Tuesday, 22 July 2008

lucky bastard

"You are really luck!" She said to me as she washed and massaged my head. She, a middle aged married Chinese woman who left her country and family to earn better money; but the lack of education has impeded her opportunity.

I have never thought of myself as lucky. Growing up in a middle class family with dotting parents and a rather normal life, albeit a bit boring and bland at times (now that I think about it, haha...). Of course, there were times that I wished I had a better (read: different) life. I grew up comparing... almost everything, parents, friends, statues, etc. I wished I was someone else, the handsome guy or the rich man's son in the movie I just saw, the brain of the family. I measured myself with the standard of the world and I didn't live up to it, not by miles.

Interestingly enough, it was in the Catholic church that I found refuge, in God's embrace that I found acceptance. I learnt to see who I am through a different set of eyes, I learnt to accept my gifts and my defects. I learnt to love myself. I crawled out of a shell into the blinding light of the sun and let my old self be washed away by the pouring of the monsoon. I became me.

But all these in the expense of education. I chose to serve the church right after my secondary education rather than followed the "normal" path of continuing my education. But thanks to the relentless persistence of my parents, I finally got myself an education. And thanks to the years working for the church; the detachment allowed me to look at myself and what I really want to study, a chance which not many people have.

And with this education, some doors were opened to me and had therefore given me a lot of opportunity. I have met lots of intelligent people who don't have a university qualification and therefore missed out in many chances. Education became such an important part of our survival, our being... since when did we start to measure a person's worth by their education?

With these events, and not being en-sync with the flow of the world, allowed me to know myself deeper and see things in a very different perspective. And I chose to go down a path of unknown, a path where I learn to discover myself, away from my culture, my family, familiar setting... We know that we are what our background, culture and family made us. And if we take away these equations, who are we? Does memory equal identity?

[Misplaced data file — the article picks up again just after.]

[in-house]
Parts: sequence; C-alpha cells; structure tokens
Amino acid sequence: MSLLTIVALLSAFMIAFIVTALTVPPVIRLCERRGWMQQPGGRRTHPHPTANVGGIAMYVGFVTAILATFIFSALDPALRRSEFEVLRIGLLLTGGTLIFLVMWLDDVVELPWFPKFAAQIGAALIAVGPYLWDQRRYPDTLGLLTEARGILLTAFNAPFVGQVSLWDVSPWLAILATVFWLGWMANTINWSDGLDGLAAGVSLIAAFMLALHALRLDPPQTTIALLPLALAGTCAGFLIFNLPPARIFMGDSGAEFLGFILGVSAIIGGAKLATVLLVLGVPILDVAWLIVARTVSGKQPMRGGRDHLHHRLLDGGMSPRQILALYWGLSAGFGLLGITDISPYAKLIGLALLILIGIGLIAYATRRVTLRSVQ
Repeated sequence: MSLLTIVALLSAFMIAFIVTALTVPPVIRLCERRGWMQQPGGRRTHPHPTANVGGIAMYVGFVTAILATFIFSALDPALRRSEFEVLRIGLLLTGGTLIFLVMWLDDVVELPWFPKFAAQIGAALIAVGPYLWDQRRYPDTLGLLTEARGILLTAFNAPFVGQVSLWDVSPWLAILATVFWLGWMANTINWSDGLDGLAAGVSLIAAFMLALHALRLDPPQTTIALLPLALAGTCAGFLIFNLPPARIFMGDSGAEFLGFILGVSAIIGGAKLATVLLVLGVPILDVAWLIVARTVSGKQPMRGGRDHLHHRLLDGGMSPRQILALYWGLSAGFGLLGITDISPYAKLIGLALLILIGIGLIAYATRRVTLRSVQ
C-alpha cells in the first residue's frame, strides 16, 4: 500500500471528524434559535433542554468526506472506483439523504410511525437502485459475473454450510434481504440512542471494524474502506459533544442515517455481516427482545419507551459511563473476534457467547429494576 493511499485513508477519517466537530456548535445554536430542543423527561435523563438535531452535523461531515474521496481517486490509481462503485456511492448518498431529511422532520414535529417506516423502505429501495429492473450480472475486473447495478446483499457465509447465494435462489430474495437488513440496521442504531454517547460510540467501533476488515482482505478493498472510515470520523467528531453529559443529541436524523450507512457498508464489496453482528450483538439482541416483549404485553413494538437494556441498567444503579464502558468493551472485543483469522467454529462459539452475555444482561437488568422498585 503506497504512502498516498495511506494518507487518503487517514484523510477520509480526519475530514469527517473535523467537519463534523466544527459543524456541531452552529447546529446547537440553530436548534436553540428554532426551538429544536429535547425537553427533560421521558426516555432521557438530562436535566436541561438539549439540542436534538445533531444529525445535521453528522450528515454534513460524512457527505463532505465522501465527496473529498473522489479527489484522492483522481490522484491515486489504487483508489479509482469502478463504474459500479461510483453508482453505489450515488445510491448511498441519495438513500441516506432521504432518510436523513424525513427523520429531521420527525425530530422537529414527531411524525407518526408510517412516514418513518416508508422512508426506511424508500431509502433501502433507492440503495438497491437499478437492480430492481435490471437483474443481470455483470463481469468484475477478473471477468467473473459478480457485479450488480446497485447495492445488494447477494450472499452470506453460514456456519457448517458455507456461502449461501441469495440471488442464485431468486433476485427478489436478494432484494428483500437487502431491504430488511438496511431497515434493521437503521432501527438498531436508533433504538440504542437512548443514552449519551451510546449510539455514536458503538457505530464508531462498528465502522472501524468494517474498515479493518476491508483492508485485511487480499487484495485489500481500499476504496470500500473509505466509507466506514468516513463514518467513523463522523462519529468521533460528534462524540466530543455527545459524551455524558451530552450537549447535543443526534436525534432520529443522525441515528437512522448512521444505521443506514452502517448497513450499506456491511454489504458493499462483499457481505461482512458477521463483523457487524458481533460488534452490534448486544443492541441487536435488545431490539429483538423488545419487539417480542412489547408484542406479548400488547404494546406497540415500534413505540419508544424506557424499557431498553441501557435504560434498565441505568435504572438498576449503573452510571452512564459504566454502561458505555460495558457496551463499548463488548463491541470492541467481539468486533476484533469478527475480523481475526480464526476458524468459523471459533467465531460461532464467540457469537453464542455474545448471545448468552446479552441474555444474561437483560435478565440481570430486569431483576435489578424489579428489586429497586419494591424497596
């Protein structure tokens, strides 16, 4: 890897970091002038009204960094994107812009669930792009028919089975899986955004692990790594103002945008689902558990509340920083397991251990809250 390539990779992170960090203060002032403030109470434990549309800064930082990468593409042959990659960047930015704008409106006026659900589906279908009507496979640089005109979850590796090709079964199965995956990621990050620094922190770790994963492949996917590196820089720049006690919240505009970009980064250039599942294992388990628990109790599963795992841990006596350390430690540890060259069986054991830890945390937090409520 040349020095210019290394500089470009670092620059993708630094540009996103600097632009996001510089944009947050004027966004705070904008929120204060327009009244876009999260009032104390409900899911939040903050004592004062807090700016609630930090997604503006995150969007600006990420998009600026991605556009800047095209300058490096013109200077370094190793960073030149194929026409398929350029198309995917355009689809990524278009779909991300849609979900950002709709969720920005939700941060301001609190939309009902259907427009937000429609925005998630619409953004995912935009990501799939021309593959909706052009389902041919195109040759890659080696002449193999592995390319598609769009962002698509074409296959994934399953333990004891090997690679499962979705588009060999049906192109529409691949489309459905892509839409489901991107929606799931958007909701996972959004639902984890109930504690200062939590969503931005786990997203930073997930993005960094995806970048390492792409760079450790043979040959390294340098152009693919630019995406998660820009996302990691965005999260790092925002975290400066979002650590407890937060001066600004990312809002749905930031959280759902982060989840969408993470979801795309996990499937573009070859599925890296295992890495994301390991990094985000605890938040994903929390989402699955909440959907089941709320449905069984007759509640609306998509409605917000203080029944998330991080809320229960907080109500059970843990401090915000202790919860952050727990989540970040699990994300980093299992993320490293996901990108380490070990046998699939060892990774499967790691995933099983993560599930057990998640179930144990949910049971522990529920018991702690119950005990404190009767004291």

The last 4.5 years of life on the road helped me to discovery a lot about myself and surprisingly I am happy to be who I am today... without any dragging identity, irreconcilable differences between what you feel and what you know, past guilt, worrysome future... I may lead a very simple, "aimless" life, but it is this day to day, present living that gives meaning to me. And who I am today is the product of all my past so I have no regrets at all. I don't wish for things to be different anymore, I stop dreaming a different dream. I am content with myself.

So I guess I am a lucky bastard

Monday, 21 July 2008

Unsettle the settled

By this September, I will have been living in Spain for 3 years. And legally I could apply for residency. That prospect tempts me and tortures me to no end; what with the possibility of living in Europe, which I love, legally and the possibility in the future of getting a European passport. How could I not be enticed?

It is a strange sensation. I claim no nationality, cultural and religious affiliation. Yet, the idea of settling down, having a "home" seems to appeal to be. Why? I have no answer to this question. I guess it is the idea of familiarity and comfort that appeal to me.

Like everyone else, I was brought up on a set and protected environment (as much as a normal environment provides). And so, it is very natural to want to be in this comfort zone; where you don't have to worry about anything, everything is easy... life becomes complacent. Who doesn't want that? We work our arse off our whole lives just so that we could retire and lead a fuss-free life. Right? Well, at least that's what the majority think and what the current society is promoting for everyone, regardless.

I have a bone to pick with this concept of living. That is, what happen if you don't make it to retirement? Would you then consider your life wasted? Unlived? The future is not something guaranteed. We don't have it saved in bank vault nor does life give us a warranty card for it. So, all we have is now, the present. So we should live the present.

Living the present means not fearing what the future will bring but appreciate what I have at the moment and not wanting more. And since my wanting to settle down steam from the fear of the future, I need to seriously ask myself if it is what I want now. If I would be happy doing the same thing I am doing the last 3 years, adapt myself to a culture that I like but don't quite belong to, become part of the "system" of society?